‘Blade Runner 2049’: modern masterpiece


Michael Brzezinski

The release of Ridley Scott’s ambitious future noir thriller, “Blade Runner” in 1982 saw mixed reviews and less-than-desirable box office numbers. At the time of its release, it was criticized for being too slow, dark and boring.  However, as the years went on, it developed a passionate cult following that garnered its “masterpiece” status in many circles for its imaginative production design and groundbreaking commentary on what it means to be human.

The influence that “Blade Runner” has had on the world of sci-fi cinema is hard to refute, and now, 35 years later, the film world is blessed with a follow-up to the saga of the replicant plight, and it might be even more revolutionary than its predecessor.

“Blade Runner 2049” stars Ryan Gosling, Harrison Ford, Ana de Armas, Sylvia Hoeks and Jared Leto, and is directed by popular French-Canadian auteur Denis Villeneuve. Warner Bros. has worked tirelessly to keep the plot of “2049” a secret and I can’t help but respect that, especially in a time when audiences seem to ferret over plots before their films are released. In this film, set 30 years after the original, Gosling plays a replicant detective known only as “K,” who is tasked with uncovering a colossal conspiracy surrounding the nature of relations between replicants and humans.

But it isn’t just a grand-scale detective mystery; K’s journey evolves into an intimate odyssey of self-discovery. It’s an odyssey that leads him not only into the deserted outskirts of the grossly overpopulated dystopian Los Angeles, but also into the outskirts of his own artificial psyche.

K is one of the best protagonists that a mainstream Hollywood film has had to offer in recent memory; his arc as an artificial being who is frightened by the concept that he might be a real boy is unlike anything cinema has offered. While he might have a cold and stoic outer shell, it is his timid longing for a sole purpose in life that makes him so easy for the audience to empathize with.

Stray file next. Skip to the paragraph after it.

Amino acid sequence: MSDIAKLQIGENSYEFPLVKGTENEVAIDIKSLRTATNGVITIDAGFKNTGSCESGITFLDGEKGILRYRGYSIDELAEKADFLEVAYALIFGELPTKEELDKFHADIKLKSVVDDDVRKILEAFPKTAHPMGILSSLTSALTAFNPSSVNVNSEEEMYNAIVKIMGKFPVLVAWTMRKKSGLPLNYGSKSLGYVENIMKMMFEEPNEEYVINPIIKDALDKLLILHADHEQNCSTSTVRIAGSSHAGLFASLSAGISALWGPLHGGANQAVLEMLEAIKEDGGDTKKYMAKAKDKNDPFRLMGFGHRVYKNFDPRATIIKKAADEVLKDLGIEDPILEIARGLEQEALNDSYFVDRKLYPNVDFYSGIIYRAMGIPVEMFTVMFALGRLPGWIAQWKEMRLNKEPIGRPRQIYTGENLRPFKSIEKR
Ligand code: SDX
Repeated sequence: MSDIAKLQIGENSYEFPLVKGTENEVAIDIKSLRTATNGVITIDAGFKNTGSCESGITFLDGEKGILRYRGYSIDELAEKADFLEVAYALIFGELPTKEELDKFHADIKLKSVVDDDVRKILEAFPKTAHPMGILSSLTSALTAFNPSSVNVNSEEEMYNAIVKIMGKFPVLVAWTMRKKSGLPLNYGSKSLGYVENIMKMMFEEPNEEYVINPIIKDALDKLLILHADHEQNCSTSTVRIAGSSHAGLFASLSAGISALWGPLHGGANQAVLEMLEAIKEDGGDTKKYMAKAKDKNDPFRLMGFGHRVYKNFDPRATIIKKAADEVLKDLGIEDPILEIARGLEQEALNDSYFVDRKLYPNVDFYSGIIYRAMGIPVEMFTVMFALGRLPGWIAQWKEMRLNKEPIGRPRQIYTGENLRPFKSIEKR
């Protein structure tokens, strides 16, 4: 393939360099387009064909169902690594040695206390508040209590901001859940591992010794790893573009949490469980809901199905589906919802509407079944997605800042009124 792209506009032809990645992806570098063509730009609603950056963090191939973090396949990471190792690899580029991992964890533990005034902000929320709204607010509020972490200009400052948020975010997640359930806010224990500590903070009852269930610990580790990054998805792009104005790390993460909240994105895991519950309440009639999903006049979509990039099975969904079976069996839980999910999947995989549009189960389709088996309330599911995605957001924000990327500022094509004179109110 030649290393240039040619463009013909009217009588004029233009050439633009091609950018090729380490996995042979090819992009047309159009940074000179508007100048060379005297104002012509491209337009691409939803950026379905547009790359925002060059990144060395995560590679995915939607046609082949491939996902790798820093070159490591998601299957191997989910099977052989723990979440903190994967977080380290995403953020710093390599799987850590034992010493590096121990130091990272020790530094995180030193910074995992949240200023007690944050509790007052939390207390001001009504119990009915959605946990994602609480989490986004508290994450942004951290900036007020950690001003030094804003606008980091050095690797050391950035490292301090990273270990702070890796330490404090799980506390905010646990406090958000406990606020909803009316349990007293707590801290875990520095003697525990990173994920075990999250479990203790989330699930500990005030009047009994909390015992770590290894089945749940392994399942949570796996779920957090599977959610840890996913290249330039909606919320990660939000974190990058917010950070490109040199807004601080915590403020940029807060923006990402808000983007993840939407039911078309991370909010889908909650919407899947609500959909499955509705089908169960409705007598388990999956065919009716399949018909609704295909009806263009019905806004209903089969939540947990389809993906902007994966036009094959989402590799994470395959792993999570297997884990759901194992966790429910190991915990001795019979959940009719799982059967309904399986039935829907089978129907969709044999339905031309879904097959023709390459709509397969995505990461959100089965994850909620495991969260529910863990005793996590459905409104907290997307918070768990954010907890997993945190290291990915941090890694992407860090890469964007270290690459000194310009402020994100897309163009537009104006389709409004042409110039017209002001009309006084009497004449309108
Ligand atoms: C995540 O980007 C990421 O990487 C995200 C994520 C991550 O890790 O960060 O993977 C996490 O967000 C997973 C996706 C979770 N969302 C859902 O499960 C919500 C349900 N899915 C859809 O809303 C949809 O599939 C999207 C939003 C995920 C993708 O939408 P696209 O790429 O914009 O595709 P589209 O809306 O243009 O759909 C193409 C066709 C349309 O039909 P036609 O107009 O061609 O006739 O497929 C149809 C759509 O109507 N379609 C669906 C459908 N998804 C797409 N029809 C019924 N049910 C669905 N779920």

This film is the latest in a long line of belated Hollywood sequels, a trend that seems to fail more than it succeeds. Whether it be  “Jurassic World,” “Tron: Legacy” or “Zoolander 2,” it is apparent that filmmakers have difficulty expanding upon classic films in their follow-ups. Instead, they settle for recycled plotlines and cheap fan service. Thankfully,
Villeneuve and company take the time to slowly and surely expand off of what Scott built in the original.

The film maintains the essence and soul of the original while still being its own singular vision, adding complexities to the lore. This films continues to explore what it means to be alive as society outpaces itself in new, profound and unexpected ways.

It’s rare to see a film live up to the promise of being a worthy sequel to a game changer classic that precedes it quite like “Blade Runner 2049” does, and thanks to the cinematic flare from Villeneuve and the legendary cinematographer Roger Deakins, it feels entirely fresh and potentially even more game changing considering the current state of mainstream Hollywood filmmaking.

This film doesn’t just break the barriers of modern mainstream filmmaking, it obliterates them. To put it simply, it is masterpiece, and I have confidence that 30 years down the line this will be viewed as one of the most important films of this decade. This is truly unlike anything audiences have experienced in the past decade, and it demands every bit of
attention it can get.